Basi Italia Celebrates 10 Years in Columbus
A visit to Basi Italia today is shockingly similar to a visit a decade ago, which is not something anyone can often say of a restaurant. Sure, the layout has changed over time (a back patio has been added), and the prices have invariably risen, but that quality that has always made Basi special is still very much present, and it’s this thread of consistency that keeps the people coming back for more.
John Dornback and Trish Gentile, the husband and wife team behind the Victorican Village gem, met 13 years ago, married two years later, and produced Basi Italia only one year after that. Dornback is a French Culinary Institute graduate, and when the couple moved together from New York to Columbus, they crazily believed they could open a restaurant based almost solely on Dornback’s talent.
The site they originally chose was 660 North High Street (where the current Happy Greek stands) but obtaining a lease when they had nothing but word-of-mouth to back up their plan proved too difficult. The building at 811 Highland Street had just come available however, and the couple jumped at the opportunity.
A nautical-themed take-out pizza joint at the time, Dornback and Gentile saw the possibilities. With the help of friends and family, and Dornback’s indomitable optimism, Basi Italia opened its doors for the first time on October 12th, 2003.
“It truly was a labor of love,” shares Dornback. “We had family, friends, everyone we knew doing anything we needed – painting, picking out fabrics, it was crazy. But everybody believed in it, so we had this faith from people who wanted to see us do something awesome. We couldn’t let them down.”
Gentile’s background is Italian, so the initial idea for the restaurant’s theme came out of that history. “Basi” is the couple’s take on “basic”, which is exactly what Dorback’s cooking is all about. When they combined those notions with the Sunday dinner parties for which they were known at the time, Basi Italia was born.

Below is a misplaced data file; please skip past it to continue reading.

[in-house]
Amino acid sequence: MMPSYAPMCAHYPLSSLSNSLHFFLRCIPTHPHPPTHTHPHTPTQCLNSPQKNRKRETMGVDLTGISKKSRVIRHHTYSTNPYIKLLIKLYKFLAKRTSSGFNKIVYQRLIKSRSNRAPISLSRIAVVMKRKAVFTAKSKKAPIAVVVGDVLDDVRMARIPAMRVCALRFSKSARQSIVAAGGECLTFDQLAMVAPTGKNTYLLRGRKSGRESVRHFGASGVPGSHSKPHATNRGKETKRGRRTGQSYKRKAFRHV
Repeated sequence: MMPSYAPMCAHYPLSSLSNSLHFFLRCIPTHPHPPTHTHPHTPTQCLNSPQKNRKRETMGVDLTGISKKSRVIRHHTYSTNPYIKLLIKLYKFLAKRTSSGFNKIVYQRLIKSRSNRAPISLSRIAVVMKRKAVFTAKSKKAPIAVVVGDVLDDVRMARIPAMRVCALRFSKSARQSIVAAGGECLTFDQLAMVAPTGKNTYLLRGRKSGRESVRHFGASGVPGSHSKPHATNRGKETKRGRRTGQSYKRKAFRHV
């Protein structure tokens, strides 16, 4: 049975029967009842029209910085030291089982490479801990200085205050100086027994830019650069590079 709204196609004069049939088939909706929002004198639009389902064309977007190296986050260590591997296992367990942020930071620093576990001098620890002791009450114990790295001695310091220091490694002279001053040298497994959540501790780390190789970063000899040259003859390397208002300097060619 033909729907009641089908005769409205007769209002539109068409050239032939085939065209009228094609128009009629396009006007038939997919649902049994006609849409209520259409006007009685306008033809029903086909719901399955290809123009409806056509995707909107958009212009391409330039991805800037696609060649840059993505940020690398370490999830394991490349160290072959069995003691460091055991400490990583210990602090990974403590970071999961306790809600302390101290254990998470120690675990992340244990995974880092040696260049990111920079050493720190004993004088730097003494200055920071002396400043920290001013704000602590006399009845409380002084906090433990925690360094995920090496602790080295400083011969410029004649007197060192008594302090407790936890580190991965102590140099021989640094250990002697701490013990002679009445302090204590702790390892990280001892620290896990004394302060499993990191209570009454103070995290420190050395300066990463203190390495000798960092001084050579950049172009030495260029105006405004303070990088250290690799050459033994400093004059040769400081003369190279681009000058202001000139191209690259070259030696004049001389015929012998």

Since then, Basi’s success has been built on good word. The Eggplant Parmesan is still a regular fixture on the menu that features few ingredients and simple preparation. Dornback’s penchant for unfussy dishes is a large part of what keeps Basi’s doors open, and that attitude is also reflected in the service you’ll receive.
The staff at Basi Italia is like a family. Dave Kopf has been there eight years and Basi’s General Manager Caitlin Lahr is like a daughter to Gentile and Dornback. There’s even a ghost named Mary who’s been flicking the lights on and off for years. Basi was built on a foundation of dependable people, and it’s what sustains the business today. Both Dornback and Gentile will readily admit to having no idea what they were doing when they started, but they knew if they surrounded themselves with quality folks, everything would be alright.
“Our staff is an extension of us, and they know what it takes,” adds Gentile. “Everything happened so quickly and we’ve been the luckiest people to have it all work out like it did. It’s nice to be nice to people, and it’s the reason we still love doing this every day.”
Despite the fact that there are infrequent pangs of regret that they didn’t enjoy life a little more before jumping off the cliff into restaurant ownership, Dornback and Gentile would have things no other way. They’re always on the lookout for the “right kind of project” as life ambles along at Basi Italia, and anticipate many more years nurturing their most precious enterprise.
Basi Italia has an impressive wine selection and superior hand-crafted cocktails (poured by the inimitable Phil Richardson) to accompany their rustic menu, so whether you’re a regular or you haven’t been in a while, stop in and wish Basi a happy birthday.
For more on their story, visit www.basi-italia.com.
Exterior photo by Mollie Lyman. Staff photos by Craig Ferance.